In the German census of 1910, the population of West Prussia was put at 1,703,474, of whom around 64 percent listed their first language as German, 28 percent Polish and 7 percent Kashubian. According to Polish authors the real share of Poles and Kashubians was 43% (rather than 35.5% as in official figures), but many of them were counted as Catholic Germans by Prussian census clerks.
In 1910, ethnic Poles were between 36% and 43% of West Prussia's populace. After the Treaty of Versailles in 1919, most of pre-war West Prussia's territory (62%) and population (57%, the majority of whom were Polish) was granted to the Second Polish Republic or the Free City of Danzig (8% of territory, 19% of population), while parts in the west (18% of territory, 9% of population) and east (12% of territory, 15% of population) of the former province remained in Weimar Germany. The western remainder formed Grenzmark Posen-West Prussia in 1922, while the eastern remainder became part of Regierungsbezirk West Prussia within East Prussia.
The 1920 East Prussian plebiscite was also held in the eastern part of West Prussia, which was known as the Marienwerder Plebiscite Area, and included partially or fully, the districts of Marienwerder, Stuhm, Rosenberg and Marienburg. The residents of this region voted by a majority of 92.4% to remain with Germany.
|West Prussia||Area in 1910 in km2||Share of territory||Population in 1910||After WW1 part of:||Notes|
|Given to:||25,580 km2 ||100%||1,703,474||Divided between:|
|Poland||15,900 km2 ||62% ||57% ||Pomeranian Voivodeship||[Note 1]|
|Free City Danzig||1,966 km2||8%||19%||Free City of Danzig|
|Germany||2,927 km2||11%||15%||East Prussia||[Note 2]|
|4,787 km2||19%||9%||Posen-West Prussia||[Note 3]|
World War II
In 1939, the region was invaded, then included in the Reichsgau Danzig-West Prussia within Nazi Germany during World War II and settled with 130,000 German colonists, while between 120,000 and 170,000 Poles and Jews were removed by the Germans through expulsion, massacres, enslavement or killed in extermination camps. As in all other areas, Poles and Jews were classified as "Untermenschen" by the German state, with their fate being slavery and extermination, the latter in particular during Intelligenzaktion Pommern, as well as in the Stutthof concentration camp. Later in the war, many West Prussian Germans fled westward as the Red Army advanced on the Eastern Front. All of the areas occupied by Nazis were restored to Poland according to the post-war Potsdam Agreement in 1945, along with further neighbouring areas of former Nazi Germany and areas that had been part of Germany before. The vast majority of the remaining German population of the region which had not fled before was subsequently expelled westward. Many German civilians were deported to labor camps like Vorkuta in the Soviet Union, where a large number of them perished or were later reported missing. In 1949, the refugees established the non-profit Landsmannschaft Westpreußen to represent West Prussians in the Federal Republic of Germany.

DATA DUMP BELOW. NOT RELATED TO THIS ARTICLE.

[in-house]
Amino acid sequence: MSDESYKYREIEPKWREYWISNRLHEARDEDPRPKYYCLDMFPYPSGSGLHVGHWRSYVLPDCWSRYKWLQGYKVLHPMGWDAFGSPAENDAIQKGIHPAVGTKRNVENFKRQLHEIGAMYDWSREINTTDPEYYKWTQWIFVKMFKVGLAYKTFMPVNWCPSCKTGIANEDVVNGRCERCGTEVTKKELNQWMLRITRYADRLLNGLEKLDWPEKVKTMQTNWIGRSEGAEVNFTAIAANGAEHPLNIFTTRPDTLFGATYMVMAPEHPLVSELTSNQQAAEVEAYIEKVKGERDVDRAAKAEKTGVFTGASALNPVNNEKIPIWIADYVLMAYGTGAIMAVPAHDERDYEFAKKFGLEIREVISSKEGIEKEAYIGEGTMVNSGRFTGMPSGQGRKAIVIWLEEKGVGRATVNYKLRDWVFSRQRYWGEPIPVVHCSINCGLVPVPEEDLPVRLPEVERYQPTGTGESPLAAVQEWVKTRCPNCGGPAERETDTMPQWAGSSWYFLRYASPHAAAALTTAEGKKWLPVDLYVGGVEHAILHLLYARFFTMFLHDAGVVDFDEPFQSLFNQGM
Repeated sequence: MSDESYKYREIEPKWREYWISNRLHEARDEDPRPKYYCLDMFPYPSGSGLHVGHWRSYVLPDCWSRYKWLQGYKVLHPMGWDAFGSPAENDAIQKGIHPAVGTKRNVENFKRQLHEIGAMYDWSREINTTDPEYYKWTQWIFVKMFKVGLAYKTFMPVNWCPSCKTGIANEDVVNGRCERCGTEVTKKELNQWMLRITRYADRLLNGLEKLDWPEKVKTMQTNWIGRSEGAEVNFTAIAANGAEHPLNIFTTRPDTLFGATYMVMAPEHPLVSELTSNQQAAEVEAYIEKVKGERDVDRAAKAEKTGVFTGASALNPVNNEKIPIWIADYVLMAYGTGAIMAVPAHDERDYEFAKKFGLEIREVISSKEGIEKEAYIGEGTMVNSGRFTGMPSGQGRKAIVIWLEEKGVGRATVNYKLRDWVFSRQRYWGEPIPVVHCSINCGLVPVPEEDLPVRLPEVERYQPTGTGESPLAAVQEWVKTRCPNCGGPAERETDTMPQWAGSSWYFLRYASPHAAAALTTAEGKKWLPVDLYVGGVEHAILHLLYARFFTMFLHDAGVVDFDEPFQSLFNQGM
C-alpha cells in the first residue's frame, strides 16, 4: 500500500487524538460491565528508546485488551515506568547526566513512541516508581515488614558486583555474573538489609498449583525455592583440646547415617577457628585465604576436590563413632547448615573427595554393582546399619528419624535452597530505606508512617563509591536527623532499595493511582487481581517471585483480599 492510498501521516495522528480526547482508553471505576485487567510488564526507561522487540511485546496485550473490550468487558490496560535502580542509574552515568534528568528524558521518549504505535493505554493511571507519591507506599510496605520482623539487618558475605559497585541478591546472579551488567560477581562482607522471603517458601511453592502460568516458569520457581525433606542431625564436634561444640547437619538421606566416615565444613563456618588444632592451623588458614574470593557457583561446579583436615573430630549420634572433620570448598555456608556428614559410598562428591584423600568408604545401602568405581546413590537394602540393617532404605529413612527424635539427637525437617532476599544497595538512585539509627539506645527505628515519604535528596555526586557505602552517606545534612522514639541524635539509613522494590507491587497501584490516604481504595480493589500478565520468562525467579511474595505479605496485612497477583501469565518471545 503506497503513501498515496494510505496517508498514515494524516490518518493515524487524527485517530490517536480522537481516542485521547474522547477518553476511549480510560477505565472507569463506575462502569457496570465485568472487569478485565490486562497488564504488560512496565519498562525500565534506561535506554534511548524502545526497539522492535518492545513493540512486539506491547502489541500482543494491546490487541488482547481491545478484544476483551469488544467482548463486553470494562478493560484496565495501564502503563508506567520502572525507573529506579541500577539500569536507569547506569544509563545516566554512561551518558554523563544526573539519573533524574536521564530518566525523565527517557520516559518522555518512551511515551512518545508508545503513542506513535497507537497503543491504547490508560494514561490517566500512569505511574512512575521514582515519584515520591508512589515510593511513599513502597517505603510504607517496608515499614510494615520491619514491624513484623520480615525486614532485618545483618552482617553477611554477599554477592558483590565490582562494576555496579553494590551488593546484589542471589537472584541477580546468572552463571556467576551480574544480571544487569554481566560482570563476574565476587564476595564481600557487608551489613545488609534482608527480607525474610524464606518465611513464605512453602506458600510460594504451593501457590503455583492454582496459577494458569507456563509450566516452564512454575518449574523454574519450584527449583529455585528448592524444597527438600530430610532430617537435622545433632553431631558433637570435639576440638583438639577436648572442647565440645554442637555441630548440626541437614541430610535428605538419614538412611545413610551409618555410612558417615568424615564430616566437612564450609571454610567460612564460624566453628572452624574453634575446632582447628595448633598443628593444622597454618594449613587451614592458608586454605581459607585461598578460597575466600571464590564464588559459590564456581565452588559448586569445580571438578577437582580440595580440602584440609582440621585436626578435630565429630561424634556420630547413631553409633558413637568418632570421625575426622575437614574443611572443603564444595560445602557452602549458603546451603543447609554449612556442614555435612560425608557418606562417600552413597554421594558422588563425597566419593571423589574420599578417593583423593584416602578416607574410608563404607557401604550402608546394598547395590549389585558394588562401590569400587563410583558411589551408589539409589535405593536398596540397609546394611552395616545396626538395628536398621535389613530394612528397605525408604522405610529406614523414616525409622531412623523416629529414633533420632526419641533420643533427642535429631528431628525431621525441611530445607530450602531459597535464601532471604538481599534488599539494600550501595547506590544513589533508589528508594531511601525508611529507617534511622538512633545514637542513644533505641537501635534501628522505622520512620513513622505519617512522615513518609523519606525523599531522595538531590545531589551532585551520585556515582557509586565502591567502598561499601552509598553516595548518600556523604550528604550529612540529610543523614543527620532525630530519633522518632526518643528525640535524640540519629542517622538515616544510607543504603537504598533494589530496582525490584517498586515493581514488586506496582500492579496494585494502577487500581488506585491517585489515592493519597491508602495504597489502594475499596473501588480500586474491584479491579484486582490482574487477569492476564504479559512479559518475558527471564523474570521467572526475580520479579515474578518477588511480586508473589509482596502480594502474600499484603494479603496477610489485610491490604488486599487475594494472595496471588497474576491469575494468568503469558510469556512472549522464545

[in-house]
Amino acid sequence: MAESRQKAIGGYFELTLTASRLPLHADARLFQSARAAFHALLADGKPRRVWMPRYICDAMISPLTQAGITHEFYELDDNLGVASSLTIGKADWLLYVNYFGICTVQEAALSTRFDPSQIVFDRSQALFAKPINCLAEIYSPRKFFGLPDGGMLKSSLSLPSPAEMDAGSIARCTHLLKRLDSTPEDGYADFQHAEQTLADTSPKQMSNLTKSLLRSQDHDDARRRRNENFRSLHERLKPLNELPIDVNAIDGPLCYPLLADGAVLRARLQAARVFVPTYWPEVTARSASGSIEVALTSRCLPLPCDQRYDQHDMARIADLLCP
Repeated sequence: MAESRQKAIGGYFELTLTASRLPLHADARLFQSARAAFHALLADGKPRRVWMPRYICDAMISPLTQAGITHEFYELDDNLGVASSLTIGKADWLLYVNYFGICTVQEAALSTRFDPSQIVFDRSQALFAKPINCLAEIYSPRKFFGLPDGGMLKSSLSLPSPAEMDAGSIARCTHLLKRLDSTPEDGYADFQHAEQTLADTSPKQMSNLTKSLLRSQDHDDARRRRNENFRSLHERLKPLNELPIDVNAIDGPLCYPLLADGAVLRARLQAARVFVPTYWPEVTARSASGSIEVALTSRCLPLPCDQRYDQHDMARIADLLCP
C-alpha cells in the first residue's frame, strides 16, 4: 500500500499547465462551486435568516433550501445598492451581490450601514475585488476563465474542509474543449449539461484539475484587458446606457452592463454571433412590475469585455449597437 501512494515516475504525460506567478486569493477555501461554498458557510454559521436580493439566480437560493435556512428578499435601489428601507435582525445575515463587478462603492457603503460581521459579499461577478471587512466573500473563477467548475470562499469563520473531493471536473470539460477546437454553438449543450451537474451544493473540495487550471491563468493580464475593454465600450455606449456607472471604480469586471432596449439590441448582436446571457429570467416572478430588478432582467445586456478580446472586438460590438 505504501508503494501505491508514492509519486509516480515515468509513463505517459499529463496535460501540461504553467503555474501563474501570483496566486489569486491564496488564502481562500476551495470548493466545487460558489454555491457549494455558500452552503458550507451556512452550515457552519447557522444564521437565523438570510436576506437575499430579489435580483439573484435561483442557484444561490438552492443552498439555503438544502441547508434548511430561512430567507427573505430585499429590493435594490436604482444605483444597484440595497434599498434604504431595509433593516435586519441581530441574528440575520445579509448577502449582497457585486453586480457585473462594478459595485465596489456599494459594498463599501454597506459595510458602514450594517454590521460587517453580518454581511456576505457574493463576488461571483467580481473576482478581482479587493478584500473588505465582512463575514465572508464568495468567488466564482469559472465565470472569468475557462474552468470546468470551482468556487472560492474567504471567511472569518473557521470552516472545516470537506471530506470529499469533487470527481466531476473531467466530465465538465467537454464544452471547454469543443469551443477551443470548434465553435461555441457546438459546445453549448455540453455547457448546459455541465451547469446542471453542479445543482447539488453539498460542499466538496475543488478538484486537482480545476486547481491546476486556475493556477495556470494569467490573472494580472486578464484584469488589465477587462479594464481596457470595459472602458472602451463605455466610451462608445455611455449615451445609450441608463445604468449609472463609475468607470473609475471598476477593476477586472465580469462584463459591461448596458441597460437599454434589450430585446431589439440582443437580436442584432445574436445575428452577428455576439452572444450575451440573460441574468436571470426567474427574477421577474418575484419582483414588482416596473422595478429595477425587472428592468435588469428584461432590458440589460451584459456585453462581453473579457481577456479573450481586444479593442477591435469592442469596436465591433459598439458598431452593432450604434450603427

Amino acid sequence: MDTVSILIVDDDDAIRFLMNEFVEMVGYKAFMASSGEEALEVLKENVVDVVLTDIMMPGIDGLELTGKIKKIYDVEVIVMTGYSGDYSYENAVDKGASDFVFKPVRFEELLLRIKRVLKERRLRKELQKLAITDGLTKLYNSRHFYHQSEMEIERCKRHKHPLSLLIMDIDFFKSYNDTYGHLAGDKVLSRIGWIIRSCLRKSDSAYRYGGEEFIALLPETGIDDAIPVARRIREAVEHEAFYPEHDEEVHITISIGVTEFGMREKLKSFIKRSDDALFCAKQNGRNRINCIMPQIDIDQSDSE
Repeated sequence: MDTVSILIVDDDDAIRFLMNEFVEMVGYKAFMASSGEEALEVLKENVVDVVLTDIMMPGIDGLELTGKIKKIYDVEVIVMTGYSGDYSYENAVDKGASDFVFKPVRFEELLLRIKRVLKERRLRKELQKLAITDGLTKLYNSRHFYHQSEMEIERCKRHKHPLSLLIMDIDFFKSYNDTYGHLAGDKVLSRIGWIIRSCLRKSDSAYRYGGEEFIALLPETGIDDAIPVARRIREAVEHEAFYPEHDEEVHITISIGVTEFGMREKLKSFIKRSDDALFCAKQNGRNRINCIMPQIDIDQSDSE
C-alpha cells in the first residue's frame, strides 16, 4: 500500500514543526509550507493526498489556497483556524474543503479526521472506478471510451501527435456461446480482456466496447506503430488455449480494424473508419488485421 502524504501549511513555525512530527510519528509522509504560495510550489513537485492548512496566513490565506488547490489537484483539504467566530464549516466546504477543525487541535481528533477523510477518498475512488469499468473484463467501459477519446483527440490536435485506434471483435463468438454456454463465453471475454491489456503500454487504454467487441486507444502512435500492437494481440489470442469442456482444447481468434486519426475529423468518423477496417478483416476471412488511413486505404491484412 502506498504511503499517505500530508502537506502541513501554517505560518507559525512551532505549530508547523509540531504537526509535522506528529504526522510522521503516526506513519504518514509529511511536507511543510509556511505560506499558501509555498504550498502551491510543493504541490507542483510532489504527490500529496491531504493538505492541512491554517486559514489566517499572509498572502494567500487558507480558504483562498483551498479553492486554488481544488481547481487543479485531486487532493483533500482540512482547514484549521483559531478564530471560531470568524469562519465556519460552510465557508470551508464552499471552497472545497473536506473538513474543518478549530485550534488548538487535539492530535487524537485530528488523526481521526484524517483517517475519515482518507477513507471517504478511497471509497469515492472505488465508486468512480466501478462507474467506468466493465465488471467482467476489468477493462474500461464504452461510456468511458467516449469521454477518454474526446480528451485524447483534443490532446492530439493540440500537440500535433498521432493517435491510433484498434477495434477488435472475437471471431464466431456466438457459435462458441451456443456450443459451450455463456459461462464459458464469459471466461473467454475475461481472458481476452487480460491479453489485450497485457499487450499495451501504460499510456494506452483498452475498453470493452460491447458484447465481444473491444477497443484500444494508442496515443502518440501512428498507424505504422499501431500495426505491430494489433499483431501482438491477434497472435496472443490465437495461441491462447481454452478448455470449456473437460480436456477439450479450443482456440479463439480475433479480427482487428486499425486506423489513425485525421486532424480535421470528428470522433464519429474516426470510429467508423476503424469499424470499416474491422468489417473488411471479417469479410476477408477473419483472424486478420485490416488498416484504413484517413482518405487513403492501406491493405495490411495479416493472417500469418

Perhaps the earliest estimations on ethnic or national structure of West Prussia are from 1819. At that time West Prussia had 630,077 inhabitants, including 327,300 Poles (52%), 290,000 Germans (46%) and 12,700 Jews (2%).
Karl Andree, "Polen: in geographischer, geschichtlicher und culturhistorischer Hinsicht" (Leipzig 1831), gives the total population of West Prussia as 700,000 – including 50% Poles (350,000), 47% Germans (330,000) and 3% Jews (20,000).
The population more than doubled during the next seven decades, reaching 1,433,681 inhabitants (including 1,976 foreigners) in 1890.
- 1875 – 1,343,057
- 1880 – 1,405,898
- 1890 – 1,433,681 (717,532 Catholics, 681,195 Protestants, 21,750 Jews, others)
- 1900 – 1,563,658 (800,395 Catholics, 730,685 Protestants, 18,226 Jews, others)
- 1905 – 1,641,936 (including 437,916 Polish speakers, 99,357 Kashubian speakers)
- 1910 – 1,703,474 (according to German statistics there were 35.5% Poles, however this figure is deemed to be unreliable by some authors due to the likely downsizing of the Polish population)
According to the German census of 1910, in areas that became Polish after 1918, 42% of the populace were Germans (including German military, officials and colonists), while the Polish census of 1921 found 19% of Germans in the same territory.
Contemporary sources in late 19th and early 20th centuries gave the number of Kashubians between 80,000–200,000.
Note: Prussian provinces were subdivided into districts called Kreise (singular Kreis, abbreviated Kr.). Cities would have their own Stadtkreis (urban district) and the surrounding rural area would be named for the city, but referred to as a Landkreis (rural district).
|District (Kreis)||Regierungsbezirk||Polish name||Population||German||%||Polish / Kashubian / Bilingual||%|
|Danziger Höhe||Danzig||Powiat Gdańskie Wyżyny||53,506||47,397||88.6%||6,071||11.3%|
|Danziger Niederung||Danzig||Powiat Gdańskie Niziny||36,345||36,008||99.1%||327||0.9%|
|Stadtkreis Danzig||Danzig||Powiat grodzki Gdańsk||170,337||164,343||96.5%||5,521||3.2%|
|Landkreis Elbing||Danzig||Powiat elbląski||38,611||38,558||99.9%||48||0.1%|
|Stadtkreis Elbing||Danzig||Powiat grodzki Elbląg||58,636||58,330||99.5%||248||0.4%|
|Preußisch Stargard||Danzig||Powiat starogardzki||65,427||17,165||26.2%||48,250||73.7%|
|Total (Danzig)||Danzig||Rejencja gdańska łącznie||742,619||532,619||71.7%||209,312||28.2%|
|Deutsch Krone||Marienwerder||Powiat wałecki||62,182||61,143||98.3%||1,022||1.6%|
|Landkreis Graudenz||Marienwerder||Powiat grudziądzki||48,818||28,755||58.9%||20,046||41.1%|
|Stadtkreis Graudenz||Marienwerder||Powiat grodzki Grudziądz||40,325||34,193||84.8%||6,076||15.1%|
|Landkreis Thorn||Marienwerder||Powiat toruński||59,317||27,751||46.8%||31,493||53.1%|
|Stadtkreis Thorn||Marienwerder||Powiat grodzki Toruń||46,227||30,505||66.0%||15,576||33.7%|